Utagawa Hiroshige (1797 - October 12, 1858) was a Japanese ukiyo-e artist, and one of the last great artists in that tradition. He was also referred to as Ando Hiroshige (an irregular combination of family name and art name) and by the art name of Ichiyusai Hiroshige.
Hiroshige was born in 1797 and named "Ando Tokutaro" in the Yayosu barracks, just east of Edo Castle in the Yaesu area of Edo (present-day Tokyo). His father was Ando Gen'emon, a hereditary retainer (of the doshin rank) of the shogun. An official within the fire-fighting organization whose duty was to protect Edo Castle from fire, Gen'emon and his family, along with 30 other samurai, lived in one of the 10 barracks, although their salary of 60 koku marked them as a minor family, it was a stable position, and a very easy one - Professor Seiichiro Takahashi characterizes a fireman's duties as largely consisting of revelry. The 30 samurai officials of a barracks, including Gen'emon, oversaw the efforts of the 300 lower-class workers who also lived within the barracks. A few scraps of evidence indicate he was tutored by another fireman who taught him in the Chinese-influenced Kano school of painting.
His natural inclination toward drawing marked him for an artistic life: as a child, he had played with miniature landscapes, and had already produced an impressive painting in 1806 of a procession of delegates to the Shogun from the Ryukyu Islands, which was remarkably accomplished given his young age. He began by being taught the Kano school's style by his friend, Okajima Rinsai. These studies (such as a study of perspective in the Dutch images imported) prepared him for an apprenticeship. He first attempted to enter the studio of the extremely successful Utagawa Toyokuni but was rejected. Thus, he eventually embarked on an apprenticeship with the noted Utagawa Toyohiro instead of with Toyokuni. He was rejected again on his first attempt to enter Toyohiro's studio, but later accepted at the age of 15 in 1811. Toyohiro bestowed upon him the name "Utagawa" after only a year (instead of the usual period of two or three years). Hiroshige later took his master's name, becoming "Ichiyusai Hiroshige."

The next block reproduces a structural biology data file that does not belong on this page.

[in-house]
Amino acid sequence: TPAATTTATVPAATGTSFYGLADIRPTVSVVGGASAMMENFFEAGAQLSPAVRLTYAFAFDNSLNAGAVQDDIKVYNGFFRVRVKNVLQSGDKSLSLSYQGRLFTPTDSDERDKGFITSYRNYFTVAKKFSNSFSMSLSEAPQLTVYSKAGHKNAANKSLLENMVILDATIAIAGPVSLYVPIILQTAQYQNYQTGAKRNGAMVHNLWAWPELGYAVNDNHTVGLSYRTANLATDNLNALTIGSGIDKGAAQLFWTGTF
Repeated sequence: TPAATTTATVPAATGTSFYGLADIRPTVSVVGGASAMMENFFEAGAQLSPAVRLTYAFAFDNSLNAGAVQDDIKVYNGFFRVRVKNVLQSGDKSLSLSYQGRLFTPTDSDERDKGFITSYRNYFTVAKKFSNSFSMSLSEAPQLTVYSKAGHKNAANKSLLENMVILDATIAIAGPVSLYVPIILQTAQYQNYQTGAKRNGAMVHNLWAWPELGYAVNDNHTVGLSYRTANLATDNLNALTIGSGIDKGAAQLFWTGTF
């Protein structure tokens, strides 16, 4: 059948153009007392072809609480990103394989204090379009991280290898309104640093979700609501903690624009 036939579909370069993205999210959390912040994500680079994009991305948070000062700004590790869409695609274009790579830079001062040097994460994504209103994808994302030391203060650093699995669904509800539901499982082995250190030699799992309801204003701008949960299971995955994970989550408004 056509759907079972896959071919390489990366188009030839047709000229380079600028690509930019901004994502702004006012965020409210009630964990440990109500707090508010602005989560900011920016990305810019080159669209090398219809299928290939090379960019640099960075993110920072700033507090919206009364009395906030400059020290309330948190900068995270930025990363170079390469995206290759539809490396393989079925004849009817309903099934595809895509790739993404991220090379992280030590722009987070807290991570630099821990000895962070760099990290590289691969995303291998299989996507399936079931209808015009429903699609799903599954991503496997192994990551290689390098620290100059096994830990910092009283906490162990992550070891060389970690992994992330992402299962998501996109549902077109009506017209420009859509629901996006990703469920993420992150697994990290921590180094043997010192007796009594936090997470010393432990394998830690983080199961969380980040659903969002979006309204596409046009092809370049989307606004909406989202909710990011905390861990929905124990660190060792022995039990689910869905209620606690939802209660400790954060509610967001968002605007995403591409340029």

In 1839, Hiroshige's first wife, a woman from the Okabe family, died. Hiroshige re-married to O-yasu, daughter of a farmer named Kaemon. Hiroshige lived in the barracks until the age of 43. Gen'emon and his wife died in 1809, when Hiroshige was 12 years old, just a few months after his father had passed the position on to him. Although his duties as a fire-fighter were light, he never shirked these responsibilities, even after he entered training in Utagawa Toyohiro's studio. He eventually turned his firefighter position over to his brother, Tetsuzo, in 1823, who in turn passed on the duty to Hiroshige's son in 1832.